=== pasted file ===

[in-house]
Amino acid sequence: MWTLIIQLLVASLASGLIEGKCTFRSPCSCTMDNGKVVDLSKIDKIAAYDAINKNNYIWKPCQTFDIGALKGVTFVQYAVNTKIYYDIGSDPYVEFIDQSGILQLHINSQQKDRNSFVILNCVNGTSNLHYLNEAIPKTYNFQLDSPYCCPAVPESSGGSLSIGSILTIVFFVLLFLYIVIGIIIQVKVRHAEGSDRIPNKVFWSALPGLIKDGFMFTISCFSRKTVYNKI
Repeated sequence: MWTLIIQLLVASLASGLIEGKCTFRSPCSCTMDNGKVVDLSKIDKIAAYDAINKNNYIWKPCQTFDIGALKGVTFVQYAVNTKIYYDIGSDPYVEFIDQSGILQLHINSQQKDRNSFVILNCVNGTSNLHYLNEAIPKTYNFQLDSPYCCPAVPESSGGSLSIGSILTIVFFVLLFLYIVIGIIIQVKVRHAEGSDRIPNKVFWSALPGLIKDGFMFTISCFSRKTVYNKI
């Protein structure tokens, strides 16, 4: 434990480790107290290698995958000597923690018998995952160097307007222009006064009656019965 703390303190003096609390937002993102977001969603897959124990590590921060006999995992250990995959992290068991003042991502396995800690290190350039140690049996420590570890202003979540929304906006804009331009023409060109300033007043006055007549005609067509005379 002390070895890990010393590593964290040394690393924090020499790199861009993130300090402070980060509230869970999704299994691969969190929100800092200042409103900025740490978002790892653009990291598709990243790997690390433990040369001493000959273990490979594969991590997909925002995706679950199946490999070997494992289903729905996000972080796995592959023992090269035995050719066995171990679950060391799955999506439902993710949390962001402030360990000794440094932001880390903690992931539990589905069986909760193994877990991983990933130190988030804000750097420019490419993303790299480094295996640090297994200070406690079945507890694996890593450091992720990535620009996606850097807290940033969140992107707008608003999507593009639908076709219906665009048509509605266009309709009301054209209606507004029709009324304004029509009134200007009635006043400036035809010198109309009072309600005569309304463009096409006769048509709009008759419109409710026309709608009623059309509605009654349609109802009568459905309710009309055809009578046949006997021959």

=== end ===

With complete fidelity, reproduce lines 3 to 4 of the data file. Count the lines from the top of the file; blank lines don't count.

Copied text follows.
Repeated sequence: MWTLIIQLLVASLASGLIEGKCTFRSPCSCTMDNGKVVDLSKIDKIAAYDAINKNNYIWKPCQTFDIGALKGVTFVQYAVNTKIYYDIGSDPYVEFIDQSGILQLHINSQQKDRNSFVILNCVNGTSNLHYLNEAIPKTYNFQLDSPYCCPAVPESSGGSLSIGSILTIVFFVLLFLYIVIGIIIQVKVRHAEGSDRIPNKVFWSALPGLIKDGFMFTISCFSRKTVYNKI
């Protein structure tokens, strides 16, 4: 434990480790107290290698995958000597923690018998995952160097307007222009006064009656019965 703390303190003096609390937002993102977001969603897959124990590590921060006999995992250990995959992290068991003042991502396995800690290190350039140690049996420590570890202003979540929304906006804009331009023409060109300033007043006055007549005609067509005379 002390070895890990010393590593964290040394690393924090020499790199861009993130300090402070980060509230869970999704299994691969969190929100800092200042409103900025740490978002790892653009990291598709990243790997690390433990040369001493000959273990490979594969991590997909925002995706679950199946490999070997494992289903729905996000972080796995592959023992090269035995050719066995171990679950060391799955999506439902993710949390962001402030360990000794440094932001880390903690992931539990589905069986909760193994877990991983990933130190988030804000750097420019490419993303790299480094295996640090297994200070406690079945507890694996890593450091992720990535620009996606850097807290940033969140992107707008608003999507593009639908076709219906665009048509509605266009309709009301054209209606507004029709009324304004029509009134200007009635006043400036035809010198109309009072309600005569309304463009096409006769048509709009008759419109409710026309709608009623059309509605009654349609109802009568459905309710009309055809009578046949006997021959």